In this scenario, you’d theoretically maximize your benefits by being in REPAYE as long as you have an interest subsidy and then switching to PAYE while still eligible once you earn too much for the subsidy (if PAYE-eligible in the first place, of course). In this case, you’d get the best of both worlds: your months in REPAYE should still count toward the 240 needed for PAYE forgiveness, but you’re also decreasing the amount of interest accrued as much as possible. If your REPAYE payments are never able to cover interest while in REPAYE, you’d stay in REPAYE until you near the 240 needed for PAYE and then switch right before. If you’re married and your spouse works, then you need to do the math with the calculator to see if your higher REPAYE payment (hopefully still with a subsidy) is better or worse than a lower PAYE without a subsidy coupled with any additional tax hits from filing separately. The bigger your loan and the less your spouse earns, the more likely the former is better. Also, unpaid interest does capitalize when switching out of REPAYE (another reason to switch as late as possible).

If switching like that sounds too good to be true, see #28 from the official FAQ:

Similarly, if you were previously in repayment under one income driven repayment plan and later switched to a different income-driven repayment plan, payments you made under both plans will generally count toward the required years of qualifying monthly payments for the new plan.

Your servicer may not agree, but servicers are often completely wrong. See an analogous verbiage within the actual REPAYE regulations (page 67222):

The statutory provisions that govern the ICR plans (which include the Pay As You Earn repayment plan, the ICR plan, and the REPAYE plan) and the IBR plan specify the types of payments that may be counted toward loan forgiveness under these plans. Generally, qualifying payments are limited to those made under one of the income-driven repayment plans, the standard repayment plan with a 10-year repayment period, or any other plan, if the payment amount is not less than the payment that would be required under the standard repayment plan with a 10- year repayment period.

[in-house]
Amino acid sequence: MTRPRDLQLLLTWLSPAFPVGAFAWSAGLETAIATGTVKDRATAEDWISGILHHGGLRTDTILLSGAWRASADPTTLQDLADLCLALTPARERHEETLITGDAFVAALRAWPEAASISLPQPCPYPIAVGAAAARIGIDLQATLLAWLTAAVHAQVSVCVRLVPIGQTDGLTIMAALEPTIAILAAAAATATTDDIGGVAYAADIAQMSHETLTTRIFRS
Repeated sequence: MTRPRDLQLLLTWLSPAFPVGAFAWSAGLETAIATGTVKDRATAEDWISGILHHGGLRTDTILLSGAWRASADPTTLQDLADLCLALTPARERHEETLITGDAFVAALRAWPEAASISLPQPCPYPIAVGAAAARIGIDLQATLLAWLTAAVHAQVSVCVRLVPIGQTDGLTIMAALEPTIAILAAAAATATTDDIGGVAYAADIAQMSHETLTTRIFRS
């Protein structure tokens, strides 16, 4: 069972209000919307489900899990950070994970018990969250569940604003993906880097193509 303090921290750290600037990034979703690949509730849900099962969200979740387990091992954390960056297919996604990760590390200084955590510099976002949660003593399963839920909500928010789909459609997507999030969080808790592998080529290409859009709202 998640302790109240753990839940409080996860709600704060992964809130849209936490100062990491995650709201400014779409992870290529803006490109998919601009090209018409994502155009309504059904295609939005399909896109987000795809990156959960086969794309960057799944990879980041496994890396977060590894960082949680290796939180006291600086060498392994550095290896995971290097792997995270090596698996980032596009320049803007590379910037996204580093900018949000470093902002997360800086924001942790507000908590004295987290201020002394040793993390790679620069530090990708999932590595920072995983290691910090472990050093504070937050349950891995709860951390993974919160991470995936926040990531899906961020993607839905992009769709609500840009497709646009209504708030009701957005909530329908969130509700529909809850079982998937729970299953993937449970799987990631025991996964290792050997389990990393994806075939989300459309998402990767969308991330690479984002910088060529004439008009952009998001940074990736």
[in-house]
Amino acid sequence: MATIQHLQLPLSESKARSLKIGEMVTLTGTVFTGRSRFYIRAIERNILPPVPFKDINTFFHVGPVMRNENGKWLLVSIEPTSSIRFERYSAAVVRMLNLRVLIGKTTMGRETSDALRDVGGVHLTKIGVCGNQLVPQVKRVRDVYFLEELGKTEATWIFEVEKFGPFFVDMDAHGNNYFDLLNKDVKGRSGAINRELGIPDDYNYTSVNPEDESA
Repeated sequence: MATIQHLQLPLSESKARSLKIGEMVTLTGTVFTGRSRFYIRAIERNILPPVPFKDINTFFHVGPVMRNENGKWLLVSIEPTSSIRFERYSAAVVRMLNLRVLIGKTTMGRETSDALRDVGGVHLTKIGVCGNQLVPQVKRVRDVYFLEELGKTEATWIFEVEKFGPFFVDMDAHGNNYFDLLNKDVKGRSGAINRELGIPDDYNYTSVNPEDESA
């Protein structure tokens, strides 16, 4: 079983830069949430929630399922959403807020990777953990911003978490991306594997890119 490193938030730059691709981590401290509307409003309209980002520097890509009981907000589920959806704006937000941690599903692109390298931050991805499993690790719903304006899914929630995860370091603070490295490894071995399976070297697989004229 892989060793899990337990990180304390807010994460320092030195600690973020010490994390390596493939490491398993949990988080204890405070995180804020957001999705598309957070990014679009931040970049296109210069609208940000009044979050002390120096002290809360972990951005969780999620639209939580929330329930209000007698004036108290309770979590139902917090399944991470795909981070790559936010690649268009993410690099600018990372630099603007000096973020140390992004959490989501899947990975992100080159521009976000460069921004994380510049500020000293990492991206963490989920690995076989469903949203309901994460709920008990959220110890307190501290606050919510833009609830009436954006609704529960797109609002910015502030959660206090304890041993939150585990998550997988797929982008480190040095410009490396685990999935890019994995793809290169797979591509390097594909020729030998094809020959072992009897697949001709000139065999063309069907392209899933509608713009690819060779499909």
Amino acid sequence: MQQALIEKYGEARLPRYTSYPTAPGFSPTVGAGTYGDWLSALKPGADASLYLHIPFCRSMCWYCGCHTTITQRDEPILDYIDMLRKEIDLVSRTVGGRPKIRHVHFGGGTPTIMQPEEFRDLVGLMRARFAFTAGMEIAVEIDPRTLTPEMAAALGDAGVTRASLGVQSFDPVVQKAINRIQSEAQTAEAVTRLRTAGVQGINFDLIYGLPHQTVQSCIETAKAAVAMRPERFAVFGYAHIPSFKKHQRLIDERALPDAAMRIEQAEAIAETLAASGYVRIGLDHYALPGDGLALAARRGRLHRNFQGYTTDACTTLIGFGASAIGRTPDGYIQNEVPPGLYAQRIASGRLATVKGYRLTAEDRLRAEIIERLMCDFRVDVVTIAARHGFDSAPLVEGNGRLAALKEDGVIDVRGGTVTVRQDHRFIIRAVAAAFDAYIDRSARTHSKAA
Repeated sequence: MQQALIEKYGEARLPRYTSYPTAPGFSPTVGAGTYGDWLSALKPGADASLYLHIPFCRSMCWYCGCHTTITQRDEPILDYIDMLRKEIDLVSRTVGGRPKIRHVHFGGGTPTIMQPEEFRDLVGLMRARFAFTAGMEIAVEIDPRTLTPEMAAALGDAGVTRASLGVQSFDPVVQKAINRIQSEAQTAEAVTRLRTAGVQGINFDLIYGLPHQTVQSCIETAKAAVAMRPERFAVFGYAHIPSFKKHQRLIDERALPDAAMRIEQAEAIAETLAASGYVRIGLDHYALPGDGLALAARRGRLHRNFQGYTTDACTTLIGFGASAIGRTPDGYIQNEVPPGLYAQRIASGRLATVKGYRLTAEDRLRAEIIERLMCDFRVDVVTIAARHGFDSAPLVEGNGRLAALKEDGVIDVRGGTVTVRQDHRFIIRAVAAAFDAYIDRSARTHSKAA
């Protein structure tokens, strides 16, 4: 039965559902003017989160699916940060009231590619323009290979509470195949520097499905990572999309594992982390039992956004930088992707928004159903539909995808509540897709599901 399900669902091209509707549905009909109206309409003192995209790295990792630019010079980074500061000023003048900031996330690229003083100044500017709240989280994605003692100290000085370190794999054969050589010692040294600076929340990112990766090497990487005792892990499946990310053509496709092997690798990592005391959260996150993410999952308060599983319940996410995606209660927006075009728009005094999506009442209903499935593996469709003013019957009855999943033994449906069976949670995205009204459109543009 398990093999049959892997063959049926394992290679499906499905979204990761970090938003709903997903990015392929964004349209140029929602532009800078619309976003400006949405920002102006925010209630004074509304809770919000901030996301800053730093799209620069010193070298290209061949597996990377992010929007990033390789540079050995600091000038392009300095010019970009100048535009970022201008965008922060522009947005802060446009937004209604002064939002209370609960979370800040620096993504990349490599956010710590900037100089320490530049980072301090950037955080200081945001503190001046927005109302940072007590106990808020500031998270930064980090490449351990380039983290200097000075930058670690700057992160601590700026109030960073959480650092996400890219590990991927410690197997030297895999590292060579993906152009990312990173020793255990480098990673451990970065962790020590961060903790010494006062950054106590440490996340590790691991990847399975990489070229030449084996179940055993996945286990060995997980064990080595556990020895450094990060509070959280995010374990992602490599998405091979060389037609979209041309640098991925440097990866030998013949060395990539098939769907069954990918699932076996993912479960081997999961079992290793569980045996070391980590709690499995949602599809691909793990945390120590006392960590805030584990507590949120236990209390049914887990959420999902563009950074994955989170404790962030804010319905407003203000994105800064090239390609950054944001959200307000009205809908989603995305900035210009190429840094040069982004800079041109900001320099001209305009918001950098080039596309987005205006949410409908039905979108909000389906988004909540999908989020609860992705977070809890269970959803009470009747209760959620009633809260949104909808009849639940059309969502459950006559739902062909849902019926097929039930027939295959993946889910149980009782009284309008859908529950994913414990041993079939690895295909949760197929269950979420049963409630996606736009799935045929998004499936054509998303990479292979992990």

So talk it out, make sure they know what feds say, and get to the bottom of it. But do that before you a make a decision that will haunt you two decades in the future. Obviously, no one has done this yet because no one is even close to having their loans forgiven yet at all, let alone in clever ways.

And lastly, note that while 20 years is a leisurely payment schedule, you’d probably still spend less money just paying it down faster. Refinancing that $500k loan even to 5% with a 10-year term would cost you around $636k to pay off (though it would also cost you $5000 a month, ouch), and all it takes is a bump in your salary to throw off your clever plan. Get it down to 4% and you’re looking closer to $607k.

As always, you’ll have to run some scenarios for yourself, but if you’re considering long-term long forgiveness, hopefully this gives you some food for thought.


  1. Ben, great post…thank you. I just started my intern year of residency and have $240,000 in medical school loans (~208,000 principal, 32,000 interest). All of my loans are Stafford/GradPLUS federal loans. I am planning on doing REPAYE and am in a 5 year residency with a likely 1 year fellowship. Hoping for PSLF, however, willing to refinance at the end of my training depending on my future practice situation.